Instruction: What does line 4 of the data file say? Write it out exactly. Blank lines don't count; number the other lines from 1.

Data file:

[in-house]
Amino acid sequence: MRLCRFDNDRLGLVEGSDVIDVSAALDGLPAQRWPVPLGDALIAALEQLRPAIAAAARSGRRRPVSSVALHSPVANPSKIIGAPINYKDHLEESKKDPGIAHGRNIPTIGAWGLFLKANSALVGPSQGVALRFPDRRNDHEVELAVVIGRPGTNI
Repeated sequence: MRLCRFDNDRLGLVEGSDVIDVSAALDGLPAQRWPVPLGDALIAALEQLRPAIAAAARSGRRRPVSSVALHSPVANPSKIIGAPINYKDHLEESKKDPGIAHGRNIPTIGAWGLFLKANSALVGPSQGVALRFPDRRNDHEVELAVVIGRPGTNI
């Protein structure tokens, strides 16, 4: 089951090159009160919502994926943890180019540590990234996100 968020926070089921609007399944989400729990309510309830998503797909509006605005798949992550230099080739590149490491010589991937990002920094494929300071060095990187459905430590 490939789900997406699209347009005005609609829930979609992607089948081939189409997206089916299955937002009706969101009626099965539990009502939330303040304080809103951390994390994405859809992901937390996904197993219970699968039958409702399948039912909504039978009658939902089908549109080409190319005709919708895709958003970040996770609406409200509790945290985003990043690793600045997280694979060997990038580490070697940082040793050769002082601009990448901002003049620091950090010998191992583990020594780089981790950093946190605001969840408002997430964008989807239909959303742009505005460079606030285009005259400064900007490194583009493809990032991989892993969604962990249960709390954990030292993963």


């Protein structure tokens, strides 16, 4: 089951090159009160919502994926943890180019540590990234996100 968020926070089921609007399944989400729990309510309830998503797909509006605005798949992550230099080739590149490491010589991937990002920094494929300071060095990187459905430590 490939789900997406699209347009005005609609829930979609992607089948081939189409997206089916299955937002009706969101009626099965539990009502939330303040304080809103951390994390994405859809992901937390996904197993219970699968039958409702399948039912909504039978009658939902089908549109080409190319005709919708895709958003970040996770609406409200509790945290985003990043690793600045997280694979060997990038580490070697940082040793050769002082601009990448901002003049620091950090010998191992583990020594780089981790950093946190605001969840408002997430964008989807239909959303742009505005460079606030285009005259400064900007490194583009493809990032991989892993969604962990249960709390954990030292993963």